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Senior Helpers of Boston with Tips for Caregivers with Loved Ones That Have Dementia


Senior Helpers Boston, a leading home healthcare provider in Boston, are doing the little things and helping thousands of seniors and caregivers prepare for a healthier 2013. Caring for someone with dementia can be one of the most stressful situations possible for an adult child or spouse. When you start to feel the stress of your caregiving role, try some simple stress management techniques to clear you.

Boston, MA, January 07, 2013 --(PR.com)-- Senior Helpers Boston, a leading home healthcare provider in Boston, are doing the little things and helping thousands of seniors and caregivers prepare for a healthier 2013.

Caring for someone with dementia can be one of the most stressful situations possible for an adult child or spouse. The process can last for over 10 to 15 years and affects every aspect of life and function. The person requiring and receiving care generally cannot appreciate the problems they are experiencing and does not understand why they are no longer able to live their lives as they have been doing without “interference” and help that they believe is not needed.

Caregiving for someone with dementia is also an ever changing process. The conditions of Alzheimer’s, Lewy Body dementia, vascular dementia, frontal-temporal lobe dementia, and others are all progressive. The ultimate result is that the brain can no longer guide the person with the disease in how to think, talk, understand, behave, respond to sensation, move, and even swal­low and breathe. Providing care to someone you have known as a vital and independent individual is incredibly stressful. You are losing the ‘person’ as you are caring for them and they may very well resent and resist your efforts to help and protect them as the disease progresses.

Caregivers of people with dementia are 80% more likely than other caregivers to perceive that they are very stressed in their caregiving role. Caregiv­ers, in combination with the person with demen­tia, should be considered needing care, support, and intervention, but it rarely happens without a direct request for help on the caregivers’ part. Several studies have indicated that caregivers of people with dementia typically spend over 70 hours a week in care related activities, while others spend only 62. Dementia care is the third most expensive disease category in the United States, and yet little of it is paid for by governmental pro­grams, adding a financial burden to the caregiver.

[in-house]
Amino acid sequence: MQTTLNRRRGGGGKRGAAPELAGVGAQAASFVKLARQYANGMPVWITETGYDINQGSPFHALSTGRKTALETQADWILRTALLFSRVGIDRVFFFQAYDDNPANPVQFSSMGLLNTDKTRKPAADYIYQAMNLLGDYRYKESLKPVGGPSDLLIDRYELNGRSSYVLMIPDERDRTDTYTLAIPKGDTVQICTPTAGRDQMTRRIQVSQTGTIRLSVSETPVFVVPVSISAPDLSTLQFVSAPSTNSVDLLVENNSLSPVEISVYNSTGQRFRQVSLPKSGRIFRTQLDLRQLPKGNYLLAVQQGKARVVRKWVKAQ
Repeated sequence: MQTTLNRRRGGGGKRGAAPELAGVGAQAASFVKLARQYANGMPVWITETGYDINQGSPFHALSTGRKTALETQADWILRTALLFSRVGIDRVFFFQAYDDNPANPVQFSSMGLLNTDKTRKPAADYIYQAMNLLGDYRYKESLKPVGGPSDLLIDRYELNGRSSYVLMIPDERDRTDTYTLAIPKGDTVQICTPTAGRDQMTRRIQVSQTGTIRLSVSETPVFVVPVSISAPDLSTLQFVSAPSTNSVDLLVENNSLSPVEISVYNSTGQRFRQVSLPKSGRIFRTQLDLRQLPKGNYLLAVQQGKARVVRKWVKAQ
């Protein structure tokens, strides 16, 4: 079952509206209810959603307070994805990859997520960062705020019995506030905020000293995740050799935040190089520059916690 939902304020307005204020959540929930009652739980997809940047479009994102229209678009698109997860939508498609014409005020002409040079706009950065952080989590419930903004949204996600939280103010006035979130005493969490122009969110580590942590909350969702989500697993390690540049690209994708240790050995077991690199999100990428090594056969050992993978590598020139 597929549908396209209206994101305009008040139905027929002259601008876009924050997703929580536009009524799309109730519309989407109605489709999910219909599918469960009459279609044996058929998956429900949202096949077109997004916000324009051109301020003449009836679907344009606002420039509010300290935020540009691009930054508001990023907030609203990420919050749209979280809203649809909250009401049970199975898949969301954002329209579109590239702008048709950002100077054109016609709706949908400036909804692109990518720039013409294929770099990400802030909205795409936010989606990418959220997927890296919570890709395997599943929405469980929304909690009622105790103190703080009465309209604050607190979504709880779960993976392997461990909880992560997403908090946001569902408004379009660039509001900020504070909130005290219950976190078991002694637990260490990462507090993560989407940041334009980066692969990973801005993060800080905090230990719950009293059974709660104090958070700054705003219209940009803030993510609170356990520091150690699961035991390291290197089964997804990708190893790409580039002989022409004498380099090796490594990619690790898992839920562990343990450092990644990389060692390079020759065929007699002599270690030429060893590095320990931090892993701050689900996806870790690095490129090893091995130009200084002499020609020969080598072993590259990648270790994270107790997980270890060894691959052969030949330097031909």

When you start to feel the stress of your caregiving role, try some simple stress management techniques to clear your mind and help you relax.

10 Minute Stress Tamers

1. Sit quietly in calm surroundings with soft lights.
2. Use aromatherapy with scents such as lavender, citrus, vanilla, cinnamon, or peppermint.
3. Breathe deeply – rest your mind and oxygenate.
4. Soak in a warm bath, or just your hands or feet.
5. Read spiritual selections, poetry, inspirational read­ings, or one chapter of a favorite book.
6. Laugh and smile. Watch classic comedians, Candid Camera, America’s Funniest Home Videos, or look at funny animal photos.
7. Stretch – front to back, side to side, and across.
8. Garden – work with plants, indoor or outdoor.
9. Remember the good times and record memories. Use scrapbooks, photo journals, keepsake memory picture frames, or jot down favorite family stories.
10. Have a cup of decaffeinated tea or coffee.
11. Have that cup of coffee or tea with a friend who listens well.
12. Play a brain game – crosswords, jigsaws, Jeopardy, jumbles, word searches, Sudoku.
13. Listen to and sing along with a favorite song.
14. Rest your eyes and read at the same time by listen­ing to an audio book.
15. Take a walk.
16. Sit in the sun.
17. Journal – take the opportunity to “tell it like it is.”
18. Cuddle and stroke a pet.

Source- Teepa Snow
Contact Information
Senior Helpers Boston
Mark Friedman
781-569-6700
Contact
www.seniorhelpers.com/northeastmass

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